In assessing whether Rule 404(b) evidence is being offered for a proper purpose, the United States Court of Appeals for the Third Circuit requires that the proponent "clearly articulate how th[e] evidence fits into a chain of logical inferences, no link of which can be the inference that because the defendant committed [other] offenses before, he therefore is more likely to have committed this one." United States v. Sampson, 980 F.2d 883, 887 (3d Cir. 1992). "The prime inquiry is whether the evidence is probative of a material issue other than character." United States v. Boone, 279 F.3d 163, 187 (3d Cir. 2002) (citing Huddleston, 485 U.S. at 687). While prior convictions may, in certain situations, be admissible to show knowledge on the part of a defendant, that evidence must tend "to prove some fact besides character." Sampson, 340 F.3d at 887.

Once a proper purpose has been established, the relevance of the proposed evidence must be examined. Evidence is relevant if it tends to make the existence or nonexistence of a disputed material fact more probable or less probable than it would be without the evidence. FED. R. EVID. 401.

After careful review of the written submissions and hearing transcripts, we understand the Government's argument regarding "knowledge" and "absence of mistake or accident" to be that, given the surrounding circumstances of the vehicle stop, including Frierson's possession of a gun, evidence of the prior conviction establishes that Frierson knew what was in the luggage bagand was not merely an innocent driver.*fn4 However, other than explaining that Frierson's previous conviction occurred in California in 2006, and that the offense involved was "unlawful possession for sale and purchase for purpose of sale of cocaine base," a similar but different substance than the one charged here, the Government has offered no additional information regarding the prior conviction. Importantly, there is nothing of record indicating that the factual circumstances of Frierson's 2006 conviction were in any way similar to the current facts to create a logical inference that Frierson knew what was in the luggage bag. Indeed, the record is silent as to whether a co-defendant-including possibly Anderson-was involved in the 2006 crime, whether the drugs recovered in 2006 were located in a rental vehicle, or whether those drugs had been secreted in a luggage bag or similar container. If proffered, these facts could potentially establish that, because Frierson was engaged in similar circumstances in 2006, he likely was aware, under the current facts, that cocaine was contained in the luggage bag. However, these facts simply do not exist. Without more, we are left with the inescapable conclusion that the Government's chain of inferences necessarily includes propensity as a link, which is explicitly prohibited by Rule 404(b). Accordingly, we find that Frierson's prior conviction is not admissible for purposes of proving knowledge or absence of mistake or accident.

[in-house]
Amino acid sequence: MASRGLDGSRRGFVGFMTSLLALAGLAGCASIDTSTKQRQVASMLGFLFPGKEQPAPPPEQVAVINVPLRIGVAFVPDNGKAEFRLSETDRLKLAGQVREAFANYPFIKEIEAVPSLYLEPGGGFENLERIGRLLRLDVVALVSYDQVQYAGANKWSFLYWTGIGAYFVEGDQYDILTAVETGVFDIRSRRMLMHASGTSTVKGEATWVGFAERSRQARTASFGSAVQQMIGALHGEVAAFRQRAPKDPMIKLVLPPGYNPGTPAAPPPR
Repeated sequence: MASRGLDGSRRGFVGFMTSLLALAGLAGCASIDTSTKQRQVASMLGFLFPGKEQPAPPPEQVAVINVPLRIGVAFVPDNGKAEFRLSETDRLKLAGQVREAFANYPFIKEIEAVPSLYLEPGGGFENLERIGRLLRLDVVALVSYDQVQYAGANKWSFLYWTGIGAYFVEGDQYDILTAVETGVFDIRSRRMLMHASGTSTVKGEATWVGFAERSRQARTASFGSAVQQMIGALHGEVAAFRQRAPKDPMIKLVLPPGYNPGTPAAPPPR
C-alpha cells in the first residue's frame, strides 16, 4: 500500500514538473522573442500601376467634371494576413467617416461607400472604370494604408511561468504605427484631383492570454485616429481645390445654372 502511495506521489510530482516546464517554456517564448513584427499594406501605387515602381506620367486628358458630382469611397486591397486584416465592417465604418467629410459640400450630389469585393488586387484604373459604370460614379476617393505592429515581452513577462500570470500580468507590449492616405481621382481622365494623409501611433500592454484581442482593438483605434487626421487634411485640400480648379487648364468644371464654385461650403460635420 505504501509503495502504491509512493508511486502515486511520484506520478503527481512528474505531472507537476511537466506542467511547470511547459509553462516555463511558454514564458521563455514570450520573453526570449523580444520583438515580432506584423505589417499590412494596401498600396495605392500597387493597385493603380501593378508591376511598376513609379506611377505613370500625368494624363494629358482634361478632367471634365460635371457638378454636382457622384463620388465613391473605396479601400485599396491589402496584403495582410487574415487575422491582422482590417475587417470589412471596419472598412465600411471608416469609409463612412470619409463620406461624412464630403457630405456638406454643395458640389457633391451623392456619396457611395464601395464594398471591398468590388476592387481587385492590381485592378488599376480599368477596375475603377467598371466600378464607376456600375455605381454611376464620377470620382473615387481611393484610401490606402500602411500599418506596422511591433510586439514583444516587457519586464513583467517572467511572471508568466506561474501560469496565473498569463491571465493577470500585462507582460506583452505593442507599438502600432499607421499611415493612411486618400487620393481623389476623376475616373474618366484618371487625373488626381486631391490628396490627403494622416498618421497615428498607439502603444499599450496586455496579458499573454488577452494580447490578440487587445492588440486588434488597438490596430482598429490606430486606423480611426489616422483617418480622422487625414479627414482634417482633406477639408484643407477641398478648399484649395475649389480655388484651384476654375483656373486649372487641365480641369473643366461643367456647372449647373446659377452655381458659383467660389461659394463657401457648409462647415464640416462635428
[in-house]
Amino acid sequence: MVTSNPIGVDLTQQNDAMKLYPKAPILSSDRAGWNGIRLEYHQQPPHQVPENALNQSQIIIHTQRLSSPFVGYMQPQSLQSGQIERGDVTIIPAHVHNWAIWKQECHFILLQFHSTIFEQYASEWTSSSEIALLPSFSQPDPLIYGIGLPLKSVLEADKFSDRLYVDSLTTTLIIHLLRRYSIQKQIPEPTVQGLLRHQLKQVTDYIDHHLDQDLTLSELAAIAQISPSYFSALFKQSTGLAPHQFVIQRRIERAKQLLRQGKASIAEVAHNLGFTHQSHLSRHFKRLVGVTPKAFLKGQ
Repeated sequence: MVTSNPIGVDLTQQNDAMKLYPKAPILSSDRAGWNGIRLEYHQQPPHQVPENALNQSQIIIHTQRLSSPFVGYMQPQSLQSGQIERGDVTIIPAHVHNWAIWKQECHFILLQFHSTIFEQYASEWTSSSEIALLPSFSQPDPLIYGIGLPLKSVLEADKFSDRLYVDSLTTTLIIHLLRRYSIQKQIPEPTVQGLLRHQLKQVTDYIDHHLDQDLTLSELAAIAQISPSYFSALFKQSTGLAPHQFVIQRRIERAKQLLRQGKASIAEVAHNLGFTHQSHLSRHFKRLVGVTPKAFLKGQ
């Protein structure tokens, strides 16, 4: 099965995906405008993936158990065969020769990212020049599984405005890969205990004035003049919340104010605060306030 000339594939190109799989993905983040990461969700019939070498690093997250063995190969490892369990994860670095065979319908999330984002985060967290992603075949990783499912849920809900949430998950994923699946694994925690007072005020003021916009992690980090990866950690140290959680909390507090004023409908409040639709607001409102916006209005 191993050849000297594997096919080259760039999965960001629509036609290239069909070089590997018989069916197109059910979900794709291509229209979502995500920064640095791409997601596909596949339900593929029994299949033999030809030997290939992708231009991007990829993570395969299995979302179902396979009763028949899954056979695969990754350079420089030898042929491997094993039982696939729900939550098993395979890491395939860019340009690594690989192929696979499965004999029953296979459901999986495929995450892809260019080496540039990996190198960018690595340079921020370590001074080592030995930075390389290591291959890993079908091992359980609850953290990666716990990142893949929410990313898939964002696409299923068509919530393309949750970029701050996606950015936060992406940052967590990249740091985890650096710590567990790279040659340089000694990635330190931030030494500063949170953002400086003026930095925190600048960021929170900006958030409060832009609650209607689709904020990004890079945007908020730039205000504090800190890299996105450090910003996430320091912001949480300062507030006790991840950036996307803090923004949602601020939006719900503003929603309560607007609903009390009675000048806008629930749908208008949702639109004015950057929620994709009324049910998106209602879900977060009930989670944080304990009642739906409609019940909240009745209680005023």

A careful examination of the cases relied upon by the Government also convinces us that the 2006 conviction is being offered for Frierson's character and not for the proper purposes of establishing knowledge or absence of mistake or accident. For instance, in United States v. Boone, 279 F.3d 163 (3d Cir. 2002), the defendant was charged with conspiracy and possession with intent to distribute cocaine for his part in delivering a bag containing cocaine to an undercover agent. This delivery occurred after extensive planning with several co-defendants. Boone, 279 F.3d at 169-71. During the delivery, the defendant and the undercover agent entered a co-defendant's vehicle, wherein the defendant removed a clear plastic bag of cocaine from his jacket to give to the agent.

Id. at 170.

At trial, the defendant acknowledged that he possessed the bag and had accepted $100 for its delivery, but contended that he did not know the bag contained drugs and that he was merely "an ignorant 'go-fer.'" To rebut this defense and to demonstrate his prior relationship with one of his co-defendants and a police informant (a former drug addict who provided the police with information about the drug deals at issue), the district court permitted the government to admit evidence of the defendant's prior drug trafficking activities. Id. at 187. Specifically, the court allowed evidence of the police informant's observations of the defendant's prior drug dealing, and evidence that the defendant had previously sold cocaine supplied by one of his co-defendants. See id. at 187.